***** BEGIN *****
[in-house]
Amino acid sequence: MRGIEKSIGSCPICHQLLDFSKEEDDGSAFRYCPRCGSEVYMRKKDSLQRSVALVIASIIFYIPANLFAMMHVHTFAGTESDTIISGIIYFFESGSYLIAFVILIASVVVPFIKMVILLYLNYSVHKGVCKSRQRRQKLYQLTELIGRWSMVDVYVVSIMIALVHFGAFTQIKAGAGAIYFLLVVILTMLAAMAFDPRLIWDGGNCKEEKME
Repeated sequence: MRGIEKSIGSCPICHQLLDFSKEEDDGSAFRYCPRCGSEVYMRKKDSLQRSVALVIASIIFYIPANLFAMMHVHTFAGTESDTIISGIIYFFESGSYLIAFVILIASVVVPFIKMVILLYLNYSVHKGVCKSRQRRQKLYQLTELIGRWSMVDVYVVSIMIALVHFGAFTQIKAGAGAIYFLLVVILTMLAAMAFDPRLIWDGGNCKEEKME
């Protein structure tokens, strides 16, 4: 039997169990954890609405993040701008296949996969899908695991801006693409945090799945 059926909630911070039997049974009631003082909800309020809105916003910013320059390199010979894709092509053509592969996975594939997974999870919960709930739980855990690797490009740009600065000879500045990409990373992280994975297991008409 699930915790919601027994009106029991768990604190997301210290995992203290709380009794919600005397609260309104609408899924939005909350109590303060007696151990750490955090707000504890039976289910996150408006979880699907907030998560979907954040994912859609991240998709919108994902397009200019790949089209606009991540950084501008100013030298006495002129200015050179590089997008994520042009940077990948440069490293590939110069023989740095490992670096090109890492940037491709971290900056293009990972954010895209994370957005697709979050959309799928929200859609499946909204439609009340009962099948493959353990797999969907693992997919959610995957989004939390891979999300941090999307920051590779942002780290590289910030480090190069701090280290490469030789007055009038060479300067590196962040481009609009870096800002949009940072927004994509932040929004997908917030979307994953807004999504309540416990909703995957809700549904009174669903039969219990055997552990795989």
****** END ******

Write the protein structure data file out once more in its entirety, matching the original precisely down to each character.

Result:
[in-house]
Amino acid sequence: MRGIEKSIGSCPICHQLLDFSKEEDDGSAFRYCPRCGSEVYMRKKDSLQRSVALVIASIIFYIPANLFAMMHVHTFAGTESDTIISGIIYFFESGSYLIAFVILIASVVVPFIKMVILLYLNYSVHKGVCKSRQRRQKLYQLTELIGRWSMVDVYVVSIMIALVHFGAFTQIKAGAGAIYFLLVVILTMLAAMAFDPRLIWDGGNCKEEKME
Repeated sequence: MRGIEKSIGSCPICHQLLDFSKEEDDGSAFRYCPRCGSEVYMRKKDSLQRSVALVIASIIFYIPANLFAMMHVHTFAGTESDTIISGIIYFFESGSYLIAFVILIASVVVPFIKMVILLYLNYSVHKGVCKSRQRRQKLYQLTELIGRWSMVDVYVVSIMIALVHFGAFTQIKAGAGAIYFLLVVILTMLAAMAFDPRLIWDGGNCKEEKME
């Protein structure tokens, strides 16, 4: 039997169990954890609405993040701008296949996969899908695991801006693409945090799945 059926909630911070039997049974009631003082909800309020809105916003910013320059390199010979894709092509053509592969996975594939997974999870919960709930739980855990690797490009740009600065000879500045990409990373992280994975297991008409 699930915790919601027994009106029991768990604190997301210290995992203290709380009794919600005397609260309104609408899924939005909350109590303060007696151990750490955090707000504890039976289910996150408006979880699907907030998560979907954040994912859609991240998709919108994902397009200019790949089209606009991540950084501008100013030298006495002129200015050179590089997008994520042009940077990948440069490293590939110069023989740095490992670096090109890492940037491709971290900056293009990972954010895209994370957005697709979050959309799928929200859609499946909204439609009340009962099948493959353990797999969907693992997919959610995957989004939390891979999300941090999307920051590779942002780290590289910030480090190069701090280290490469030789007055009038060479300067590196962040481009609009870096800002949009940072927004994509932040929004997908917030979307994953807004999504309540416990909703995957809700549904009174669903039969219990055997552990795989």